For most individuals, foodborne illness causes short-term discomfort, but it can result in long-term detrimental health effects such as arthritis, autoimmune disease, organ damage and infections that can lead to severe complications and occasional death.
Extra precautions must be taken when preparing and serving food to vulnerable populations that are at a higher risk of becoming ill from foodborne illness. Those falling into this category include but are not limited to older adults, pregnant women, infants and young children, and those with compromised immune systems such as those on chemotherapy, antibiotics, transplant recipients, and those with chronic diseases. Over twenty percent of the US population falls into this susceptible group.
People who fall into the at-risk population should avoid foods that are more likely to be contaminated with harmful bacteria.
Foods that should be avoided
- Rare ground meat.
- Raw or undercooked seafood.
- Uncooked hotdogs and deli luncheon meats.
- Cold deli salads such as potato and macaroni salads.
- Raw milk and raw milk cheeses (such as queso fresco).
- Soft cheeses (such as feta, Brie, Camembert, Roquefort).
- Raw and soft-cooked eggs.
- Foods containing raw eggs (includes cookie dough, cake batter, Hollandaise sauce).
- Unpasteurized apple cider and other juices.
- Uncooked sprouts (such as alfalfa, radish, wheat and bean sprouts).
- Unwashed vegetables/leafy greens (includes romaine lettuce, spinach, leaf lettuce).
- Sprouts and leafy greens: Because of the way the sprouts and leafy greens are grown and harvested there have been multiple instances that these have become contaminated with harmful bacteria even after numerous washings. A safer choice would be cabbage and head lettuce where you can remove the outer leaves and wash well before cutting. Cooking greens such as spinach is a safer option than eating raw. Cooked sprouts, such as bean sprouts in a stir-fry, are also a safe option.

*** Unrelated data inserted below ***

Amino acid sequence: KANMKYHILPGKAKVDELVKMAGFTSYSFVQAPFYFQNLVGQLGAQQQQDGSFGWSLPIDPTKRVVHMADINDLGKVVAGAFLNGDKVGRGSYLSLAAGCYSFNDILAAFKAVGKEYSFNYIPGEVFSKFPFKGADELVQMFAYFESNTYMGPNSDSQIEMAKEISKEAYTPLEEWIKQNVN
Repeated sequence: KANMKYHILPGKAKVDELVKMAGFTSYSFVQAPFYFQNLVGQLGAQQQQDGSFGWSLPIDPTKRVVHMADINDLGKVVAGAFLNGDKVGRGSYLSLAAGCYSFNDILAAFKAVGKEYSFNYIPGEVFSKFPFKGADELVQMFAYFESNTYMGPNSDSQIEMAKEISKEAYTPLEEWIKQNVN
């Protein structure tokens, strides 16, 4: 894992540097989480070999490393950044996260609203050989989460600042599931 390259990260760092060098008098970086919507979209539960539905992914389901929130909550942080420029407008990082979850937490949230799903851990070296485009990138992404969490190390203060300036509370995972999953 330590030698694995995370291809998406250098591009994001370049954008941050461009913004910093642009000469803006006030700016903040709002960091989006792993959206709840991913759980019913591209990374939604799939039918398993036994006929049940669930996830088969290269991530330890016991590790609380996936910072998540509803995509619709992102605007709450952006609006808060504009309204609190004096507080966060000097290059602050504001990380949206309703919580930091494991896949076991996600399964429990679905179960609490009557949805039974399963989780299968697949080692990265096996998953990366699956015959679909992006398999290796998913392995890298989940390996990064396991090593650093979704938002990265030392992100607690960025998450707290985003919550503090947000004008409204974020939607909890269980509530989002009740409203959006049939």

Thorough heating kills bacteria and makes these foods safe to eat:
- Ground beef — Cook ground beef until the pink color disappears. Cook to 160οF if you use a thermometer. At restaurants, send pink hamburgers back for more cooking.
- Hot dogs and lunchmeat — Put hot dogs in a pan of boiling water. Cover with lid. Boil 5 to 7 minutes. When cooking in microwave, hot dog should sizzle — the internal temperature should reach 160οF.
Heat commercially packaged or deli lunchmeat before eating. Heat chunks to 160οF. before slicing, check with a meat thermometer.
- Smoked fish — Hot-smoked fish is safe to eat. Avoid cold-smoked fish (lox). Keep refrigerated after opening.
- Milk and cheeses — Read labels and choose pasteurized (heated) milk and cheese made from it. Choose cottage cheese, hard cheese (such as cheddar), cream cheese, and processed cheese instead of soft cheeses. Use pasteurized milk if you make queso fresco (a Mexican-style cheese).
- Eggs — Cook eggs thoroughly: Over-medium, hard-cooked, scrambled. Avoid foods with uncooked eggs (such as some Caesar salad dressings and eggnogs). Cook egg dishes such as quiche to 160οF internal temperature.
- Apple juice/cider — Read labels and buy pasteurized (heated) juice. Pasteurize non-store bought juice by heating it in a pan on the stove until bubbles appear (160οF).
Keep it safe!
- Wash your hands with soap and water before and after handling food.
- Wash them after handling eggs and raw meat, poultry and seafood, too.
- Wash counters, cutting boards, and utensils after contact with raw meat and poultry. Wipe, rinse or spray with diluted chlorine bleach (1 teaspoon in 1 quart of water).
- Wash (and scrub) vegetables and fruits well under clean running water.
- Cook meat, poultry, seafood and eggs thoroughly.
- Reheat leftovers to 165οF.
- Keep hot foods HOT and cold foods COLD.
- Don’t leave cooked foods at room temperature longer than 2 to 3 hours.
- Cool big pots of soups and stews quickly by refrigerating in shallow pans.
For additional information, check out the publication from USDA website: Food Safety – A Need-to-Know Guide for Those at Risk.
Source: OSU Master Food Preservers Program